Drawing upon a large representative sample from 19 ABA-approved law schools, Ben Barton’s study found no statistically relationship between various measures of scholarly output and teaching effectiveness. If this result is correct, then much of the legal academy’s discourse on “law school quality” is fundamentally flawed.
Rather than let go of old and comfortable ideas, many law professors will look for a basis to dispute the study’s findings. As noted in Ben’s last post, the critique of his study that will probably enjoy the most currency is the claim that law students are incapable of evaluating effective law school teaching. As a result, teaching evaluations are an invalid measure of instructor quality.
In Ben’s defense, I believe he has ceded too much ground. There are at least three reasons why the critics of teaching evaluations are wrong.
First, law school teaching evaluations clearly pass any type of objective market test. Law students, who are vetted based on college performance and test scores, are a remarkably accomplished group who have decided to invest three years and large sums of tuition to enter the legal profession. Having bonded themselves to a specific career path, they have a strong economic interest in obtaining instruction that is (a) intellectually engaging, (b) increases the probability of bar passage, and/or (c) enhances their long-term career goals. After thirty hours of in-class instruction, most law students can figure out whether one of these criteria has been met.
Second, institutional incentives strongly favor scholarship over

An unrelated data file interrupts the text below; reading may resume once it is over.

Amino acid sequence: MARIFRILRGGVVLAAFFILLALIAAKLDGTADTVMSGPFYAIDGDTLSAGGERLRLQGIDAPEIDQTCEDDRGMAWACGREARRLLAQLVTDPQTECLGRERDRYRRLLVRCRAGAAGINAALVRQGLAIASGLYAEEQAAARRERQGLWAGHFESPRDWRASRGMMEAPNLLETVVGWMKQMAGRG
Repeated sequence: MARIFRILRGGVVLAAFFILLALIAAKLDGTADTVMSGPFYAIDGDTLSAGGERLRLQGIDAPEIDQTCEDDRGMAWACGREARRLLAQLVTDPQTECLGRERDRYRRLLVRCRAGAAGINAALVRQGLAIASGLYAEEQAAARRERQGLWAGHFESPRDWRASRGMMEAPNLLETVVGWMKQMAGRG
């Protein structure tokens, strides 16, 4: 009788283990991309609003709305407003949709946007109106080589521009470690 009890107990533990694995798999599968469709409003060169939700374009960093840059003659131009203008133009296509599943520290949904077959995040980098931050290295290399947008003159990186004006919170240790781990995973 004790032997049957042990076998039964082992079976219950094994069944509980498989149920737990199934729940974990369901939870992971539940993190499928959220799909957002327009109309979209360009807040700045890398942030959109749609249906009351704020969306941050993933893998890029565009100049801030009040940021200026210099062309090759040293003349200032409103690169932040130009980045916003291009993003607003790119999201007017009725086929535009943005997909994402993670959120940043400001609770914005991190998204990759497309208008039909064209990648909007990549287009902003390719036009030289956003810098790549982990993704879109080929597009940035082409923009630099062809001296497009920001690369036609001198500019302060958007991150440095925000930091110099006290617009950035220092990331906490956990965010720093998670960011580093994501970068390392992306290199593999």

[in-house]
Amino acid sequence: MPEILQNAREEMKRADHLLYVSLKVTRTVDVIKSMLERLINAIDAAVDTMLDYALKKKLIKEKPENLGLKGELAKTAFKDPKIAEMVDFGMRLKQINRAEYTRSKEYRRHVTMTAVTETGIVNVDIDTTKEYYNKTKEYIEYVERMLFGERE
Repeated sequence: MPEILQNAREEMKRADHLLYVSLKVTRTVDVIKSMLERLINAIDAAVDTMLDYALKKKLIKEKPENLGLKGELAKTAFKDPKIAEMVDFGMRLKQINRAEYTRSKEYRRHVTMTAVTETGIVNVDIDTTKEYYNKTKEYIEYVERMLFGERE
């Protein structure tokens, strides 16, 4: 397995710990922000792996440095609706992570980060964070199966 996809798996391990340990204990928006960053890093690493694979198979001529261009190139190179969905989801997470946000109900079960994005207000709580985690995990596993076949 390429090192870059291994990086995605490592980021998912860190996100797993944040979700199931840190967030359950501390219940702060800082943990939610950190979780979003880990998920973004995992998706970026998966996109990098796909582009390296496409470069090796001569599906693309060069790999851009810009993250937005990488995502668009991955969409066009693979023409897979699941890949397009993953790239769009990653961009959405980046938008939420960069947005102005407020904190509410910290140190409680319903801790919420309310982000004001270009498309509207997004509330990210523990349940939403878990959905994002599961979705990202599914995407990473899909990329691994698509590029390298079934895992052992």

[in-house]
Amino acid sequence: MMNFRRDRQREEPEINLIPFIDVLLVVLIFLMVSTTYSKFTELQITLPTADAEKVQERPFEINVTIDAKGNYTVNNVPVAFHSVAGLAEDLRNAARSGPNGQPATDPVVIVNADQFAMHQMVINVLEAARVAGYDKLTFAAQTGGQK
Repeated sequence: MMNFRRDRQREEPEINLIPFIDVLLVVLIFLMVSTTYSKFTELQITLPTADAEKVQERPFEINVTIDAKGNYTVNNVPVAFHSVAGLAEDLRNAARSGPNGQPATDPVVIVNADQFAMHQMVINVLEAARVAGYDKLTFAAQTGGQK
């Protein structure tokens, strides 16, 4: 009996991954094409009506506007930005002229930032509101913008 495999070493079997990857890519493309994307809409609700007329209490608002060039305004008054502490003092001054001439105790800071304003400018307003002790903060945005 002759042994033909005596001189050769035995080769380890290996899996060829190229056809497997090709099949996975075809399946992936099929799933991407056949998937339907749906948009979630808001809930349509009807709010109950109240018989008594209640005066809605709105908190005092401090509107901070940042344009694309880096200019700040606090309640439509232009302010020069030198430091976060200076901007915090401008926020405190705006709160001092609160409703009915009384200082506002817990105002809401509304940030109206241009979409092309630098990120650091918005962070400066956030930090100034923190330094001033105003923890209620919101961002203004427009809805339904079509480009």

teaching. Promotion and tenure, salary raises, and lateral mobility are all
based primarily or wholly on the quality and quantity of one’s scholarship. This point cannot be seriously disputed. Although
there is a coherent theoretical rationale for a connection between scholarship
and teaching, see, e.g., Brian Leiter, How to Rank
Law Schools, 81
Third, there is empirical evidence that the prevailing law school pedagogy falls short of well established principles of excellent teaching from the education literature. For the last four years, the Law School Survey of Student Engagement has obtained survey data from over 100 ABA-approved law schools. During the 2006 survey, the sample size was 24,492 and the response rate was 56%. Here are a few results that tie into established measures of effective teaching:
- Only 37.7% of respondents received prompt written or oral feedback from professors on a more than occasional basis; 23.9% “never” received any prompt written or oral feedback in any of their classes.
- 66.5% reported “never” working with faculty member on activities outside of class.
- 46.3% reported writing zero papers 20 pages or longer in length.
- Only 48.7% reported asking questions or contributing to discussions on a more than occasional basis.
- 33.9% reported “never” working with other students on
projects during class.
Facilitating high levels of student engagement is difficult, time-consuming work. Absence institutional incentives that reward this effort, we would expect a norm of reasonable teaching competency--rather than excellence--to prevail. I would argue that that is exactly what the LSSSE data shows. (Moreover, understanding this reality, is it any wonder why so many law school administrators resisted Ben's attempt to be included in the study?)
In conclusion, I do think there is a potentially important relationship between excellent teaching and scholarship. In the aggregate, Ben’s study shows no relationship. But in his tables, a few schools have statistically significant correlation coefficients, and they are all positive. So mining this relationship may be function of faculty culture, including a careful faculty screening process. A handful of schools may be pulling this off. For the benefit of our students, achieving such a culture is certainly a goal worth striving for.